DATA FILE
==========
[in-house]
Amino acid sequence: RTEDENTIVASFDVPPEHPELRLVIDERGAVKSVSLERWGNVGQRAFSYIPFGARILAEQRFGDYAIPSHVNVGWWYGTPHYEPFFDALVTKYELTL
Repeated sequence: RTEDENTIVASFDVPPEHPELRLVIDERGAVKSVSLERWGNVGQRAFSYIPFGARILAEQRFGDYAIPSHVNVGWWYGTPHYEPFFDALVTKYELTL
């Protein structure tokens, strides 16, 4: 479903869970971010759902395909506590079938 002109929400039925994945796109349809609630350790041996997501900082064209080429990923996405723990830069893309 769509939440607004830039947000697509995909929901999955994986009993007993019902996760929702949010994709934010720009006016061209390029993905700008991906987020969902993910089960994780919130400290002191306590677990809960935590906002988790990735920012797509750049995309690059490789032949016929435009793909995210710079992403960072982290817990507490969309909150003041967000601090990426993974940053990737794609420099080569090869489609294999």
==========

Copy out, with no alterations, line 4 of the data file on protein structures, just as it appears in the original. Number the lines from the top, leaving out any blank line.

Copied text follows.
């Protein structure tokens, strides 16, 4: 479903869970971010759902395909506590079938 002109929400039925994945796109349809609630350790041996997501900082064209080429990923996405723990830069893309 769509939440607004830039947000697509995909929901999955994986009993007993019902996760929702949010994709934010720009006016061209390029993905700008991906987020969902993910089960994780919130400290002191306590677990809960935590906002988790990735920012797509750049995309690059490789032949016929435009793909995210710079992403960072982290817990507490969309909150003041967000601090990426993974940053990737794609420099080569090869489609294999």